Air Traffic Control Newsletter #114
June 27, 2014
In the February issue of this newsletter I broke the story of the FAA’s abrupt shift in recruiting candidates for training as new controllers. Instead of giving priority to about 3,000 graduates of FAA-approved ATC curriculum at the 36 colleges that are members of the Collegiate Training Institute, it announced two major changes starting early this year. First, all controller recruitment would be “off the street,” and second, the initial step would be for all applicants to fill out and pass a “Biographical Questionnaire” aimed at recruiting a more-diverse workforce. Despite widespread dismay and anger on the part of CTI faculty and graduates, the agency went ahead with this plan. And as feared by CTI graduates, large numbers of them “failed” the BQ (with no explanation of why) and could not proceed any further, calling into question the money spent and two to four years they have invested in hopes of becoming controllers.
Until recently, the major media had ignored this story. But on May 23rd, the Wall Street Journal‘s Susan Carey published “FAA Closes a Hiring Runway,” reporting on the situation and quoting both faculty and graduates about this abrupt and inexplicable change of course. That opened the floodgates. Chicago Tribune transportation reporter John Hilkevitch followed up with and in-depth article on May 27th. These two stories were enough to stimulate many local newspapers and television stations to cover the story. A particularly well-done example is the five-minute piece aired by ABC’s 7News in Denver on June 2nd. If it is still online by the time you read this, I urge you to watch it: www.thedenverchannel.com/news/call7-investigators/faa-changes-hiring-practices-for-air-traffic-controllers-ignoring-qualified-students-and-vets.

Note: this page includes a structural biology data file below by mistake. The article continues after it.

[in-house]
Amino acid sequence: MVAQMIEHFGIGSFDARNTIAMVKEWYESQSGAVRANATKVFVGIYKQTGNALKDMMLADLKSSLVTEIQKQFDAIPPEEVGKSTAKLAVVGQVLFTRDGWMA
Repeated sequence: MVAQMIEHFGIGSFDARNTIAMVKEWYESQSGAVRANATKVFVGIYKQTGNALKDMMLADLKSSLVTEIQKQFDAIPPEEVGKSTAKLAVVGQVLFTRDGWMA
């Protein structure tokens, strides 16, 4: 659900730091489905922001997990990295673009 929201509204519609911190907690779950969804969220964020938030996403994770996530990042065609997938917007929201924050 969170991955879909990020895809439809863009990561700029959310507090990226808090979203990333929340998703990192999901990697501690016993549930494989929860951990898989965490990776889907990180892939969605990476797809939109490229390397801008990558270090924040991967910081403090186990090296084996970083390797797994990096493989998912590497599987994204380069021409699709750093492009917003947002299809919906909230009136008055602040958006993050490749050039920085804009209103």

Until recently, the only member of Congress to take an interest in this debacle was Sen. Patty Murray (D, WA), who grilled DOT Secretary Anthony Foxx about it at a March 14thhearing. But in late May, 29 House members, from both parties, sent a letter to FAA Administrator Michael Huerta complaining about the lack of transparency in the agency’s new hiring program. As far as I’ve been able to determine, there has been no public response from the FAA thus far.
Various former FAA officials I’ve talked with about this issue are appalled by the FAA’s change of course. Among other things, they cited a recommendation by the DOT Inspector General back in 2005 that the hiring process be changed in the opposite direction: that CTI graduates who passed the traditional controller aptitude test be exempted from some or all FAA Academy training and go straight to on-the-job training. Congress urged something similar in the 2012 FAA reauthorization measure. And many experts on the shift to the more technology-intensive NextGen paradigm for air traffic management favor requiring a college degree for all new controllers (which is not required for the new “off-the-street” hiring process).
Congress really should take action to get FAA controller recruitment back on course, eliminating the BQ and re-opening the door to CTI graduates.